• 5
    umad, snowflower2016, elkpark, and 2 others like this.

    Well, it certainly sounds like you've had a rough start. However, I think you may also be looking at your experience through crap colored glasses.I agree with part of your assessment of the med-surg environment that the job can be very task oriented and not allow for the quality of care that you would like to provide. Have you really not had a single positive experience with the patients you've cared for? Certainly someone must have expressed a small amount gratitude for quality care. But even if they didn't, did you get into nursing so people would express gratitude to you, or did you get into nursing to provide the best care you can for patients that need it? Your homeless patients that constantly want dilaudid- maybe they have chronic (and acute) pain from a hard life lived on the streets. If people are really yelling at you for every interaction, like checking blood sugars, is it possible that you have adopted an antagonistic attitude that's inviting conflict? And do you really have that many patients refusing blood draws? I can think of maybe two that I've had in recent months, maybe your lab people need to be more persistent? Maybe you're just miserable and only the bad experiences are standing out in your mind. In that case, maybe you should find something else to do. I've certainly had patients that were very frustrating, but the ratio of those to patients that I felt I really helped is pretty small. Not many have expressed gratitude, but that's not why I'm there. If I get to the end of my shift and I know for myself that my parents were cared for to the best of my ability I'm happy enough.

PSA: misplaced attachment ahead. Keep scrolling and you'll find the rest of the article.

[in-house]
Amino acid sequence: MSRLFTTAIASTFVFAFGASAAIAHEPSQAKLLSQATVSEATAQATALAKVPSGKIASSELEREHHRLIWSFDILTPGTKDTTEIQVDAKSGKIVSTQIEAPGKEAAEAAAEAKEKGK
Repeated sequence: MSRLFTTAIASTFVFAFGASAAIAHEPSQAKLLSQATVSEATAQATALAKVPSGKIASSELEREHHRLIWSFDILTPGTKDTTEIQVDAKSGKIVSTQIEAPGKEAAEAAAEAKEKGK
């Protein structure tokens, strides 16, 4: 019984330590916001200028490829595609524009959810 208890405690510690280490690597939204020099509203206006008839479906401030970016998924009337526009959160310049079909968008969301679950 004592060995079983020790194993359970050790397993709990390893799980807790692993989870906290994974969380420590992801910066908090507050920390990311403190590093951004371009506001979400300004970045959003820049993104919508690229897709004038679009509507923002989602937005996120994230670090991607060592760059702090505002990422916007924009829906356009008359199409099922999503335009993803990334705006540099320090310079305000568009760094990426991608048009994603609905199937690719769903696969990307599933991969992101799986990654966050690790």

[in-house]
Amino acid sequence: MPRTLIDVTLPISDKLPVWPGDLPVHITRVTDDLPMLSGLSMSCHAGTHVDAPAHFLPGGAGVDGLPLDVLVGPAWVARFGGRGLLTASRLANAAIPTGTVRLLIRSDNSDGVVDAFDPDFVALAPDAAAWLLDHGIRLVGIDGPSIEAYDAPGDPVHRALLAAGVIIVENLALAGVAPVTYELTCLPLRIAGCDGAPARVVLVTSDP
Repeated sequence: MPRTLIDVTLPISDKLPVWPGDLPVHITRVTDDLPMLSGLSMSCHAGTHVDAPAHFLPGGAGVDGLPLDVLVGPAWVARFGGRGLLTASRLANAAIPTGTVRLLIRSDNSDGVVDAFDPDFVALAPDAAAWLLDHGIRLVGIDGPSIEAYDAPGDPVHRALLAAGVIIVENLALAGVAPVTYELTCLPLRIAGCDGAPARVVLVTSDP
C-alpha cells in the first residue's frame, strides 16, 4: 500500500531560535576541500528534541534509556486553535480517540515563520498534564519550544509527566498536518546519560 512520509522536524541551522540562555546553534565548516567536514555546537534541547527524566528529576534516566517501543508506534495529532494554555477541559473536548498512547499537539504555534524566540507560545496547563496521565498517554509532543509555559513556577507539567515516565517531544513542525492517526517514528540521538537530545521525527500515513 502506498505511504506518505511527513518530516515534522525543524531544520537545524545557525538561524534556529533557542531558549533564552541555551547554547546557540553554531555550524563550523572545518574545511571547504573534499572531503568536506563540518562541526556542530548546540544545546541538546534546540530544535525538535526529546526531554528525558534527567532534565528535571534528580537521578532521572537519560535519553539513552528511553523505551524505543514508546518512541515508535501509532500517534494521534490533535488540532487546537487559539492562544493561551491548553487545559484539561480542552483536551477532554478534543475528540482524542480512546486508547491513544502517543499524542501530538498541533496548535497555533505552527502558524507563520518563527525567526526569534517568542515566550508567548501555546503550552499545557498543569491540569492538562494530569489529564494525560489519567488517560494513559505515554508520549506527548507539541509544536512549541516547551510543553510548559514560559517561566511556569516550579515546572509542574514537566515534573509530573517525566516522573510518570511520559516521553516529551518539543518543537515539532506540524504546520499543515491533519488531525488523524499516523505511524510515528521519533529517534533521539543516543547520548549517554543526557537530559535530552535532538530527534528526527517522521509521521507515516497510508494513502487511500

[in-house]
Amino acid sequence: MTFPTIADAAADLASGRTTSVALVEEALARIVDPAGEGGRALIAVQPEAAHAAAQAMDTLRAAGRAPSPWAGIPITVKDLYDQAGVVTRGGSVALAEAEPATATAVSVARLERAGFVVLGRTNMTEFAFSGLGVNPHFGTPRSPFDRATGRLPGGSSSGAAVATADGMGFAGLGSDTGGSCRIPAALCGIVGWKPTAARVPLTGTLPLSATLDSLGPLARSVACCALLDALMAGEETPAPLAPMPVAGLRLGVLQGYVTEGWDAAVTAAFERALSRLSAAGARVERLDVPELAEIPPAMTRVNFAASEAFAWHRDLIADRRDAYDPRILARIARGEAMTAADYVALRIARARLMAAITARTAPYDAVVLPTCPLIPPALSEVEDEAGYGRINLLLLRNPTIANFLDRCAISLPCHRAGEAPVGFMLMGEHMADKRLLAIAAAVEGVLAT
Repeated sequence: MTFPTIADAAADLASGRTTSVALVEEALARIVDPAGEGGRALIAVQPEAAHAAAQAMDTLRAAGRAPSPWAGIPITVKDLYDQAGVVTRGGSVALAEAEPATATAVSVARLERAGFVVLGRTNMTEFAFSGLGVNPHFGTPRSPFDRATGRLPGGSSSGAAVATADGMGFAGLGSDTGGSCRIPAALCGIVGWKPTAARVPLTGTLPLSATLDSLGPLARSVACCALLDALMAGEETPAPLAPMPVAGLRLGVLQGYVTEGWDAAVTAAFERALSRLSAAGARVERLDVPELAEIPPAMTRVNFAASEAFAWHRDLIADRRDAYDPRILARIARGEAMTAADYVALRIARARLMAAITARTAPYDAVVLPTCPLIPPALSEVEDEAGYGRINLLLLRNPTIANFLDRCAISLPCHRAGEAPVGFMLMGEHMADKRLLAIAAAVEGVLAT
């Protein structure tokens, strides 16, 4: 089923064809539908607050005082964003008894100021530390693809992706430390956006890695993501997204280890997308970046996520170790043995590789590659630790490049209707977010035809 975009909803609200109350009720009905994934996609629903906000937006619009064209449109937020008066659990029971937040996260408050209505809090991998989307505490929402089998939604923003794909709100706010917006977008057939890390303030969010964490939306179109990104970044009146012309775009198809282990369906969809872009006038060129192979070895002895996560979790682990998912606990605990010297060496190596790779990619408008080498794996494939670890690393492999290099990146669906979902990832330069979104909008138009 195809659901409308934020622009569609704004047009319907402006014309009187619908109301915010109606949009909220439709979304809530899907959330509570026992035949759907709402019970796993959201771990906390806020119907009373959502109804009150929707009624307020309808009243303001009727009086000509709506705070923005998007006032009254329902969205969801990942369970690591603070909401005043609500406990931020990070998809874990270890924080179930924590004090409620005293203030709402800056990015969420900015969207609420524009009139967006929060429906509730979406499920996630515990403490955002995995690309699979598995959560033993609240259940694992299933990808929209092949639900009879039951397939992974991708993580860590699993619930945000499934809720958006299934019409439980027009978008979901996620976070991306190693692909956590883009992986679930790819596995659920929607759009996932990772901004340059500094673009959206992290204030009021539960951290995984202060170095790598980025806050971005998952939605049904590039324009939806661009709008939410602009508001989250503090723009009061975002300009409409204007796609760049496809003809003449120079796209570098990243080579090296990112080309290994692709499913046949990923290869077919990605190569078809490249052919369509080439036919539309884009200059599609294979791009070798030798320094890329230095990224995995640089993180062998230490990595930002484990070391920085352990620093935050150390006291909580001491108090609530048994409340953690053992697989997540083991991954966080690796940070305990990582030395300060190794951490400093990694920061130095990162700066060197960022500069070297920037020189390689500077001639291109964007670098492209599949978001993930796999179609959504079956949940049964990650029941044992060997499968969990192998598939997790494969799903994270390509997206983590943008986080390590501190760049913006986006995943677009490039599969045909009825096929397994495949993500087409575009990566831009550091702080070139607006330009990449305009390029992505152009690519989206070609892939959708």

There are going to be positive and negative aspects to every job in the world. If you can't find the positive in yours, that's probably a clue you want to move on. But if you can reframe your experience in a more positive way, you might find that you don't really hate it as much as you think you do. Only you can really make that call. Good luck.

  • 3
    Davey Do, Sour Lemon, and prnqday like this.

    You made a mistake, just the first little one, and edema will resolve itself without issue. Things like this will happen, just do your best to keep track of things and don't let it get to you too much.

  • 5
    Suzey, astormofswords, Ambersmom, and 2 others like this.

    As caliotter mentioned, this is not a phenomenon specific to nursing, I think in all areas, those with children are perceived to have a higher priority with regard to maintaining schedules, getting time off for sick kids, etc. I think you're well within your right to speak up if you see this treatment and remind a coworker or management that your time is no less important because you don't have children. When I was working in a different field, my husband was home with our kids so I wasn't impacted by sick kids, snow day at school, school vacation, etc. However, I had many coworkers that considered it a free day off if their child was home sick. Wouldn't use vacation time, sick time, etc. would just stay home. Clearly this was a different work environment, people could catch up on things on another day. But, some people definitely took advantage and it was frustrating to those of us that didn't use this "benefit", management can run things well, or poorly, best you can do is hope yours makes things equitable.